EDMONTON (CCN) — Alberta’s Catholic community is mourning a giant character in its storied history following the death of retired Archbishop Joseph MacNeil, a humble disciple with a unique ability to remember names, faces and details of the lives of thousands of people.
“Archbishop MacNeil, throughout his tenure here, was a larger-than-life kind of a figure and he was known far beyond the local Catholic community,” Edmonton Archbishop Richard Smith told reporters and archdiocesan staff at a news conference on Feb. 12.
“Wherever he was known, wherever he was encountered, he was always met with profound gratitude and respect for his person, for his integrity, for his ministry, for his dedication to people, for his dedication to the church. His passing marks at the same time, I would say, the passing of an era,” Smith said.
MacNeil, who led the Catholic community in the Archdiocese of Edmonton for 26 years, died on Feb. 11 at the Grey Nuns Hospital after suffering a stroke. He was 93.
“In those 26 years, obviously he was able to exercise a massive impact, an impact that we probably never will be able fully to measure, on the lives of many, many people and certainly in the life and the ministry of this church.”
“A gentle giant has gone,” added Rev. Gregory Bittman, Auxiliary Bishop of Edmonton, who was ordained as a deacon, priest and bishop by MacNeil and was with him by his hospital bedside when he died.
Joseph MacNeil was born the oldest of three children in Sydney, N.S., on April 15, 1924, and he had made Alberta his home ever since he was installed as Archbishop of Edmonton on Sept. 5, 1973.
In 1984, as president of the Canadian Conference of Catholic Bishops, he invited St. Pope John Paul II to his first visit to Canada in 1984, and escorted him on the Edmonton leg. But it was within the Edmonton archdiocese where MacNeil’s impact was felt the most.
During his term, he committed himself to the reforms of the Second Vatican Council, empowering lay people in the church, building friendships with other faith communities, and extending the church’s efforts in social justice. In retirement, he continued his ministry with personal visits and retreats.
There are few Catholics in the Edmonton archdiocese who don’t have a connection with MacNeil, either through a personal encounter or through the sacraments, especially confirmation.
“He was a living history of this diocese. He loved to talk and he had many, many stories,” Bittman recalled.
MacNeil took particular pride in the Edmonton junior and senior high school named after him, which opened in 2003, and he loved visiting the students there.
“He was just a wonderful priest, a wonderful bishop with a great touch, especially close to young people,” Smith said. “He was able to have that personal, direct touch with anybody with home he came into contact and it left a deep, deep impression.”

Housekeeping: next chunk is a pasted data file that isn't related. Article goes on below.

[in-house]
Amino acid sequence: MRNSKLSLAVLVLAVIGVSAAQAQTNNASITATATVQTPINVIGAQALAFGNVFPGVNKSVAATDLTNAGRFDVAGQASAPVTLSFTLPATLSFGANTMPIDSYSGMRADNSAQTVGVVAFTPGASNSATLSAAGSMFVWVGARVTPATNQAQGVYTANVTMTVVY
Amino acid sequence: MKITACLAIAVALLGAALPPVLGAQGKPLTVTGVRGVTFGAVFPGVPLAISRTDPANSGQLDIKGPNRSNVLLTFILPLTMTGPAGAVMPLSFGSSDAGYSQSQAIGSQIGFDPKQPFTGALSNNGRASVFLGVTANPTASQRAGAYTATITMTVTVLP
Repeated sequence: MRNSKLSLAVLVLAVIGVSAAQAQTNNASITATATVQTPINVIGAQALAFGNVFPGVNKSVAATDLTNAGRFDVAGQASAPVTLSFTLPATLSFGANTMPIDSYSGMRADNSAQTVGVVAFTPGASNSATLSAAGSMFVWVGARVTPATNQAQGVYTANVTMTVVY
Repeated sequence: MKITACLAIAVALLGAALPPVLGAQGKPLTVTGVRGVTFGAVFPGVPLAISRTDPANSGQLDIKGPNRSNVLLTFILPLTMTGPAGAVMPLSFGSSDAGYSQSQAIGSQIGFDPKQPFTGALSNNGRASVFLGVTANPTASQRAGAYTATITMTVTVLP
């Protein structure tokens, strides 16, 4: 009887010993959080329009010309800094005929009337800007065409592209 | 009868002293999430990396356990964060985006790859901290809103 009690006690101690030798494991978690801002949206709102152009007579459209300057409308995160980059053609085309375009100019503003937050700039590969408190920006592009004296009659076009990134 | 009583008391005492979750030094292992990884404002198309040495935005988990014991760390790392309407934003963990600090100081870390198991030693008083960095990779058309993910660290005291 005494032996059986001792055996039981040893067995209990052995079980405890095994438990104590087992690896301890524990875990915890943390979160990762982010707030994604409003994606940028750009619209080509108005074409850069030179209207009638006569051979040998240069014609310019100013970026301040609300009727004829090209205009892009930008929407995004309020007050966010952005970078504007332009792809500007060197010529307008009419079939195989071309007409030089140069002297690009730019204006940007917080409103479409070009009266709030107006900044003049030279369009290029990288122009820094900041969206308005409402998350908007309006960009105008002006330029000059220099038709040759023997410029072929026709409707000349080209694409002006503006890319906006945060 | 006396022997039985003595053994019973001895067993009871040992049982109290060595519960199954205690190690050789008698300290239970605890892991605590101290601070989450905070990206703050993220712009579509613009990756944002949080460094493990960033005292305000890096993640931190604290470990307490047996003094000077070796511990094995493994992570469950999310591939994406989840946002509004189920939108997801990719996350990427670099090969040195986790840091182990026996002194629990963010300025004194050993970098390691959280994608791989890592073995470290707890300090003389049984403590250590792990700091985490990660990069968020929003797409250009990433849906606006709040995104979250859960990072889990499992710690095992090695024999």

And if MacNeil met you, it’s more than likely he remembered you years later.
“Probably the key standard of measure, in his episcopal role, that I find extraordinarily difficult to measure up to, is the way that he knew everybody,” Smith said.
“He knew people. He remembered their names. He could tell you where they were from, probably the name of their pet, the names of their cousins. He knew them through and through. And people knew that and knew that because he knew then, he loved him.”
That facility to make friendships extended to people, and leaders, of other denominations and other faiths. MacNeil even insisted upon inviting other faith leaders to the prayer service that St. John Paul II led in Edmonton in 1984.
Security was an especially sensitive issue at the time, because the visit came after an assassination attempt on the pope. But MacNeil and the Holy Father made plans to visit Elk Island National Park, about 60 kilometres east of Edmonton, after a planned visit to Jasper fell through because of the weather.
“This was worked out between the archbishop and the pope, nobody else knew this,” Smith said, recalling the story. “Security went crazy — ‘We can’t do this,’ ‘Nothing is secured’ — and the archbishop looked at the head of security and said, ‘I don’t even think God knows that we’re going out to Elk Island! We’re going to be OK.’ And so off they went.”
In the end, a photo of St. John Paul II at Elk Island Park — alone among the trees, praying his rosary as he often did — became one of the most famous photos ever taken of the Pope John Paul II.
After retiring in 1999, MacNeil didn’t seek the limelight but his ministry — leading retreats or making visits — continued unabated. In the last few months, he knew his time was short and he was preparing for his death.
A native of Nova Scotia, MacNeil said — in an interview shortly after his appointment to Edmonton — that he missed the Maritimes terribly. But after decades as archbishop, he was particular about him being buried in the Edmonton archdiocese.
Months before his death, MacNeil made those arrangements with Rev. Adam Lech, the chancellor of the Archdiocese of Edmonton.
“He said ‘Adam, you are the chancellor. You will bury me here. Here is my home. Don’t take my dead body anywhere. Here I will be buried.’ ”